Uncovering the Hidden Potential: CAMs as a Game-Changer in HBV Treatment


Capsid assembly modulators (CAM) work by assembling flawed hepatitis B capsids and preventing the formation of new infectious viruses.

Capsid assembly modulators (CAM) work by assembling defective HPV capsids and preventing the formation of new infectious viruses.

Hepatitis B virus (HBV) is a chronic infection that affects millions of people worldwide. Despite advances in treatment, finding an effective cure remains a challenge. However, recent research has shown promising results with the use of a capsid assembly modulator (CAM). Could this innovative approach be the key to successful HBV treatment?

HBV is a major global health concern, with approximately 257 million people living with chronic HBV infection. Traditional therapies such as nucleos(t)ide analogs, reverse transcriptase inhibitors and interferon-alpha have limitations. They often need to be taken for long periods of time and can have troublesome side effects. Perhaps more importantly, these therapeutic modalities do not lead to a high cure rate as the virus can evade the innate immune system and establish chronic infections. Eluding scientists as well, this cunning viral ability has necessitated the search for alternative treatment strategies.

Earlier this month in a research article published in Hepatology, Dieudonné Buh Kum, Ph.D., of Aligos Therapeutics, and his colleagues explicated a potential breakthrough in the treatment of chronic hepatitis B with the class A capsid assembly modulator (CAM-A) compound RG7907 in a chronic hepatitis B mouse model. The study aimed to investigate the mechanism of action for RG7907 and its potential for achieving a functional cure for chronic hepatitis B.

CAMs work by encouraging the assembly of defective HBV capsids and preventing the formation of new infectious viruses. They can also induce disruption of preformed capsids, preventing new HBV infection.RG7907 was shown to induce apoptosis in HBV-infected cultured primary hepatocytes and hepatoma cells.The resulting extensive aggregation of the HBV core protein in the cell nucleus from CAM treated cells was hypothesized to have precipitated cellular death.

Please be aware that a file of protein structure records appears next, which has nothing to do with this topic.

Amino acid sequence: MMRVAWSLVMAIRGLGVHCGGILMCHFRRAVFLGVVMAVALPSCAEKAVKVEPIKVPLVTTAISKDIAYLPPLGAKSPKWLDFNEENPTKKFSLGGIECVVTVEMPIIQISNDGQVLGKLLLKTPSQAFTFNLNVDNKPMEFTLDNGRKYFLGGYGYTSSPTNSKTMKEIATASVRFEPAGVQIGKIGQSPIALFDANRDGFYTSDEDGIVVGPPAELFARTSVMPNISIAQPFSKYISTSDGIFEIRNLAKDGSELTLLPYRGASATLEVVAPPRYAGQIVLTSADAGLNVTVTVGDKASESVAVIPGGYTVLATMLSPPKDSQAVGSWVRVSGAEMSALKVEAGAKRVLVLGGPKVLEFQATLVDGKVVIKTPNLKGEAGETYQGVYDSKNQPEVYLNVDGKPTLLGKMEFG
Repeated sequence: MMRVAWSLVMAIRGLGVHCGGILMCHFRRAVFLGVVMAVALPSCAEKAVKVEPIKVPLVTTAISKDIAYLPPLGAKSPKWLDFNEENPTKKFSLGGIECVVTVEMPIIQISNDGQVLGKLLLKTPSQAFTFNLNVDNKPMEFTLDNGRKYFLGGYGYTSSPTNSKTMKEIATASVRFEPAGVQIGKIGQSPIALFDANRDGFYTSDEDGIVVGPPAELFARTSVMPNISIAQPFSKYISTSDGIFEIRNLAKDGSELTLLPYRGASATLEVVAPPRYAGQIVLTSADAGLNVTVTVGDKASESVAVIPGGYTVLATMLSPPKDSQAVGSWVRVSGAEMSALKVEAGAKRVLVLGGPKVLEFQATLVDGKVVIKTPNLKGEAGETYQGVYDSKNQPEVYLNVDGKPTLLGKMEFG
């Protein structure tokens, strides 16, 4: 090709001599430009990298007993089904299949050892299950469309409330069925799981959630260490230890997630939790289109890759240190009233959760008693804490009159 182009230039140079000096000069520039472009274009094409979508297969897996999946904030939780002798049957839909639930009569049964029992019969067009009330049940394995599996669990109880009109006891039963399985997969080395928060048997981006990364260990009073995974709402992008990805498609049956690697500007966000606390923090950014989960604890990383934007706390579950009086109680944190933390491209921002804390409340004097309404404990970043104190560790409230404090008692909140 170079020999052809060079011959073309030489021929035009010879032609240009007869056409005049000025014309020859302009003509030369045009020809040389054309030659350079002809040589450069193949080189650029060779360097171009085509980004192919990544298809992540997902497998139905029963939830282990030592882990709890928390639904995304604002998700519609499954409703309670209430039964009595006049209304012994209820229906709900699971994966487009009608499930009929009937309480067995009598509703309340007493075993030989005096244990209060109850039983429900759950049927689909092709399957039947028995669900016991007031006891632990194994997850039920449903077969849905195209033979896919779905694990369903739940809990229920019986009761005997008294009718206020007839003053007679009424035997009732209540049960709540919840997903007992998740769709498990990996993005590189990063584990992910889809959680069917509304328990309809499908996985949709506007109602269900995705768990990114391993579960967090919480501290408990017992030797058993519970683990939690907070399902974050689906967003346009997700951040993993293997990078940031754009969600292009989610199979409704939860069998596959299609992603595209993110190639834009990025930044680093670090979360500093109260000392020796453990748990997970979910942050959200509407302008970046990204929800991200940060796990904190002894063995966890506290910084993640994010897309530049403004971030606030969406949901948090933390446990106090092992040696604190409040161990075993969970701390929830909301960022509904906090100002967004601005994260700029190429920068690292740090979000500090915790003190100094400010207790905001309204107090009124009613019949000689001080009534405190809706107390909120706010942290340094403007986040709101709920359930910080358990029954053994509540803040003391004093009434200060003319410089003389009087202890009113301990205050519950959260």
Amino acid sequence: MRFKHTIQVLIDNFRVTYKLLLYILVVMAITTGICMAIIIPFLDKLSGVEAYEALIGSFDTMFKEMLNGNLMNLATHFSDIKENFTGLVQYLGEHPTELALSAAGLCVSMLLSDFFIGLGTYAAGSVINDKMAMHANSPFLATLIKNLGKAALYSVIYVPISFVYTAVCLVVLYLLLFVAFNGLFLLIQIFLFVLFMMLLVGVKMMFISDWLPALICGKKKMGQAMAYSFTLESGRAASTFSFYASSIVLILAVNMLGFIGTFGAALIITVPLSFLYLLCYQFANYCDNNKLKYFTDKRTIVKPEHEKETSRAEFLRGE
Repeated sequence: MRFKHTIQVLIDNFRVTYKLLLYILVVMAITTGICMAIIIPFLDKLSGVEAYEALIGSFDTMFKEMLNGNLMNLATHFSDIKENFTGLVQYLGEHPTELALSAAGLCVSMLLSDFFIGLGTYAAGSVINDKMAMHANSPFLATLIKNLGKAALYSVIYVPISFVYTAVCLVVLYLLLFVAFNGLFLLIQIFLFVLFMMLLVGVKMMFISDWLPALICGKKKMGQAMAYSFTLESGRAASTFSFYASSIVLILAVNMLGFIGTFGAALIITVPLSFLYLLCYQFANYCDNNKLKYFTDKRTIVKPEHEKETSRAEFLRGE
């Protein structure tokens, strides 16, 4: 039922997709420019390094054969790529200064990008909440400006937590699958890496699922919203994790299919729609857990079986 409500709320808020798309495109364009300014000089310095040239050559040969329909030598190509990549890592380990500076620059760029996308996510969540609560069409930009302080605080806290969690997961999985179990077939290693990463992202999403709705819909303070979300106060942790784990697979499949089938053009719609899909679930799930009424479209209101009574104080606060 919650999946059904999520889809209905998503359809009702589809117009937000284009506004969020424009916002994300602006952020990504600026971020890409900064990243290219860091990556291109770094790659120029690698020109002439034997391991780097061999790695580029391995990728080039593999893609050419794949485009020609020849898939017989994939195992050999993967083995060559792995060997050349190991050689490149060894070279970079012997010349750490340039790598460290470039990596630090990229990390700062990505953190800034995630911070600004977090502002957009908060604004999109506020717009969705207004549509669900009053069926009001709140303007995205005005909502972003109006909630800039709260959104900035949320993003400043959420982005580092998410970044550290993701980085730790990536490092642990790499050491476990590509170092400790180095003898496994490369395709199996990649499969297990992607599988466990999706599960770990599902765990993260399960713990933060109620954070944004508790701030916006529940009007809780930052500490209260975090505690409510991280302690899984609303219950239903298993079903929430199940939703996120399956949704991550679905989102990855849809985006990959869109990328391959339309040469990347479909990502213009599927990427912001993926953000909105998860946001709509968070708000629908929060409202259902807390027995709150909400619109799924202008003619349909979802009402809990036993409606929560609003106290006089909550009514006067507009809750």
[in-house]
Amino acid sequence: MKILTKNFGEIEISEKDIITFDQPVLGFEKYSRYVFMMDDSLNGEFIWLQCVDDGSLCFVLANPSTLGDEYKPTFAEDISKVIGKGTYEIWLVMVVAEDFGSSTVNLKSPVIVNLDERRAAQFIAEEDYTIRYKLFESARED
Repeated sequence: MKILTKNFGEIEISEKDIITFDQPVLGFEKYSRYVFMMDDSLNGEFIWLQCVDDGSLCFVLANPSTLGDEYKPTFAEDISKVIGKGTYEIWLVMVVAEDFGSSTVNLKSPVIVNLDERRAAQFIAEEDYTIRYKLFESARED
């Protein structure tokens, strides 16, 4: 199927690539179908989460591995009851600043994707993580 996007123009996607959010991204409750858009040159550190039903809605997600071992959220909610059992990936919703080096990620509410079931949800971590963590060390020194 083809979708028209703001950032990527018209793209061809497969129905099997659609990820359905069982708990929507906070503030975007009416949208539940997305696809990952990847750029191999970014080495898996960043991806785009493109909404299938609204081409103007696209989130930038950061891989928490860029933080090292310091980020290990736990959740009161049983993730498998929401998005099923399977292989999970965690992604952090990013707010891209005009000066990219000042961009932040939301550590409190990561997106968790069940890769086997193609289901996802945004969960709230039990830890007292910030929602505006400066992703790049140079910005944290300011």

In an adeno-associated virus mouse model of HBV, CAM treatment resulted in a reduction of HBV antigens. A significant reduction in serum HBsAg and HBeAg was observed, along with the clearance of HBsAg, HBc, and HBV cccDNA from the liver, indicating potential efficacy in clearing the virus.

CAM treatment has also been found to restore suppressed innate immune responses against HBV, further enhancing its potential as a therapeutic approach. The researchers noted that gradually eliminating infected cells through CAM-induced apoptosis can lead to immune control or complete elimination of HBV infection. Cell death also promotes the regeneration of uninfected hepatocytes, contributing to the potential for a functional cure. It should be added that it is the process of mitotic regeneration of hepatocytes whereby the HBV episomal DNA is lost.

In an accompanying editorial, Adam Zlotnick, Ph.D., of Indiana University, emphasized the need for further research to understand the mechanisms by which CAMs induce apoptosis and the molecular triggers involved. They also mentioned the potential synergy between an apoptosis-inducing CAM and interferon therapy.

Zlotnick and his co-authors authors noted separate clinical trials of two CAMs, vebicorvir and bersacapavir. Although early achievement in nondetectable viral loads was observed, the therapeutic effect did not hold and HBV reemerged.

Many researchers see CAMs as having the potential to disrupt the assembly of viral core particles, ultimately inhibiting viral replication. This possibility has sparked hope for improved outcomes and a potential cure for chronic HBV infection.

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